14. anonymouse says

    Matt – I am on board with the premise that I wouldn't want my lawyer helping the other side, but I remain curious as to how much of the decision is this commercial consideration (people won't hire me if I do this) and how much is legal obligation. That's brought into sharper contrast by Patrick's post today regarding
    Kirsten Powers throwing Anthony Weiner to the lions: while Greg isn't a friend, Patrick does acknowledge that he seemed to be a nice guy and that he (almost) felt sorry for him.

  15. says

    Probably just because it’s human nature to give the benefit of the doubt to people you agree with

    Actually, that sounds like how I judge whether someone IS an asshole – agreeing with me tends to win you points towards being one.

    I hardly consider it a bad thing, though.

  16. Dody says

    Oh dear. I'm afraid I will offend you. I love lawyers. They are the best type of friends to have. I won't say I have sued and won a lot of people. No, that would be false. I will say I have successfully defended myself in a couple cases, until…here's the real clincher, I could afford an attorney.

    The only case I have successfully won on my own involved an apartment. I was being evicted. I used every bit of brain power I had to find out what I could do to get more time…so I had money to move into another apartment. I don't know how I did it… I am not that bright honestly. May be my landlord's attorney was having a bad day. Maybe he felt sorry for me. Anyway, I ended up with 3 months rent free. That was great…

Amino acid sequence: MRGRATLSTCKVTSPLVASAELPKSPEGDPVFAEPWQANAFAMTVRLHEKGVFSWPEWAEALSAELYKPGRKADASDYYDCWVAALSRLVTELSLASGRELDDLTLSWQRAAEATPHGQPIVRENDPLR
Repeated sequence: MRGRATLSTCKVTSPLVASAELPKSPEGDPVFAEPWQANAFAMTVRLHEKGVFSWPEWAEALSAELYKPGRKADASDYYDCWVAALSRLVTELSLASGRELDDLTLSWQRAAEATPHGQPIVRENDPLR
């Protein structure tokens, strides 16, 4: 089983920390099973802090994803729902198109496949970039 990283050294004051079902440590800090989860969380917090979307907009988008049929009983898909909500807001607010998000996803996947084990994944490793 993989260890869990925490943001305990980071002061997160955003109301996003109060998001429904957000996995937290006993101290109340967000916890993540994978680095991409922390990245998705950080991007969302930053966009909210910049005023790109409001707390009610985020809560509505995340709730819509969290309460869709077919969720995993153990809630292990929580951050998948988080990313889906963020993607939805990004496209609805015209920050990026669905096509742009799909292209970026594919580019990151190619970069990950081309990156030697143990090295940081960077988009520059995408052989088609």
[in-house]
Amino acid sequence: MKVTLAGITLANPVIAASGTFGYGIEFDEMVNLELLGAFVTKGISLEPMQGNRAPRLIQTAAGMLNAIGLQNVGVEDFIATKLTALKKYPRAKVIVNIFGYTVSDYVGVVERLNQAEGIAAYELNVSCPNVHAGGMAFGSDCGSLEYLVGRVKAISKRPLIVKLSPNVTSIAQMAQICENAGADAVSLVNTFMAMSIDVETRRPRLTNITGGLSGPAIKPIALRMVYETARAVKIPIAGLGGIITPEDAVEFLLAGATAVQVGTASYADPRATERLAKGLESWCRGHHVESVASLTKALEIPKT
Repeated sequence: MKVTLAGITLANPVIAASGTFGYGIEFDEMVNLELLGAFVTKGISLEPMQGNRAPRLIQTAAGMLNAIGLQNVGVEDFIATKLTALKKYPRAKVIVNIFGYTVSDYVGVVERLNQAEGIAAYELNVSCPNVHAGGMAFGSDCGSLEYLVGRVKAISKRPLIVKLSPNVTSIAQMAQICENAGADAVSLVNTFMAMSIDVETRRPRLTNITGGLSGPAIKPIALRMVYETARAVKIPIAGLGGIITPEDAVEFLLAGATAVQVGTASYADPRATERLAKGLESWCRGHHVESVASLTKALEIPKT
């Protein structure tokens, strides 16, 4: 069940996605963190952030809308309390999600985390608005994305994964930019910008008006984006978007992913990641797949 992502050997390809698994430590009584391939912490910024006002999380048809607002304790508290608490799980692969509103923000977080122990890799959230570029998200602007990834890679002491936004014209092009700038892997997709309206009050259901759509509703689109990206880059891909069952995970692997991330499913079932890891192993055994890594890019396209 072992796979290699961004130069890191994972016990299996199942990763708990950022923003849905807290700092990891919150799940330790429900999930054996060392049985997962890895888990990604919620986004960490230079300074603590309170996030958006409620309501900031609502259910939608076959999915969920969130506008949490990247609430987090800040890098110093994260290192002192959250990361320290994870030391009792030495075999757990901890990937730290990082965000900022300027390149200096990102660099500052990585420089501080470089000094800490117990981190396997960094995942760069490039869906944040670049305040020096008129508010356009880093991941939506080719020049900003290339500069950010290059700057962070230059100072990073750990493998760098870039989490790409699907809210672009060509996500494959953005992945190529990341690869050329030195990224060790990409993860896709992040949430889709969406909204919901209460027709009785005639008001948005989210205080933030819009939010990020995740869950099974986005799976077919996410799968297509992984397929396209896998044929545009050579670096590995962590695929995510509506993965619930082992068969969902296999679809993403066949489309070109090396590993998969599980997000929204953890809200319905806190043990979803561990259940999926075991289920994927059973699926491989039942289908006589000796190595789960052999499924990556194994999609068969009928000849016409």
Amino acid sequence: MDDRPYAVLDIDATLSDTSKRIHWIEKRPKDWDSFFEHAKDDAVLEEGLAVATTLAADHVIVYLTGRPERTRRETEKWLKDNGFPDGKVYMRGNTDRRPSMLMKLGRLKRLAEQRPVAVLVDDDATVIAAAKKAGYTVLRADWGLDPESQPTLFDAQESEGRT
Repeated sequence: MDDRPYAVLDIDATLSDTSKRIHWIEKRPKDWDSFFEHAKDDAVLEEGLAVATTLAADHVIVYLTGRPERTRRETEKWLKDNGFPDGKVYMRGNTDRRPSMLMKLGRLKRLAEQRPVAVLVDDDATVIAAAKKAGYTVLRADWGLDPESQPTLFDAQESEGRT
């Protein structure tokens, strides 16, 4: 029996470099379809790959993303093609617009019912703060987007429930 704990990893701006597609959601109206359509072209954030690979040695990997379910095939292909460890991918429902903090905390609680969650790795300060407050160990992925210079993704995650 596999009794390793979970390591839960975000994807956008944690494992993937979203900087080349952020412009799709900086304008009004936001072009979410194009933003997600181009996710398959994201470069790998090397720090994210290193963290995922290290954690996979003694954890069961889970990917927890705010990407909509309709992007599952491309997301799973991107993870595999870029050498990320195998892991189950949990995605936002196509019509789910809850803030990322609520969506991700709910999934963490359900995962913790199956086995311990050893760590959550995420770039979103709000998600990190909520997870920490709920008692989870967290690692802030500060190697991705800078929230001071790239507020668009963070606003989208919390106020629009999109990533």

17. mer says

    "As for looking like an asshole, what makes you think I’m not an asshole?"
    As a non lawyer, I have to admit that my first reaction was "You're a lawyer, of course you're an asshole. Just how big of one depends on your specialty".


  18. JLR says

    Great post. I don't think you had any obligation to keep Greg from hanging himself. If you get this kind of letter from a lawyer, and your reaction is to call the lawyer to see "what this is all about," i.e., make the whole thing go away through your powers of persuasion or intimidation, then you deserve what you get. This doesn't sound like a guy who was calling because he was freaked out and hoping it was not as bad as the letter made it sound or someone of low intelligence who was truly confused about what was going on.

    I've dealt with pro se litigants who just didn't have money and couldn't find a lawyer, and I've dealt with some who are just blowhards who think they know more than any lawyer out there. There are some pro se litigants you should feel bad for, but others not so much.

  19. RJ says

    I'd add, if you receive a summons and complaint, answer it immediately, preferrably with counterclaims and/or crossclaims. Many attorneys are very experienced at filing default judgments but soil themselves when they find the least little opposition. This is particularly true of debt collection mills which drop a case if the defendant files an answer and counterclaim.

    If your opponent fires a shot accross your bow, it is a better tactic to return fire and show him that you too, are armed and dangerous.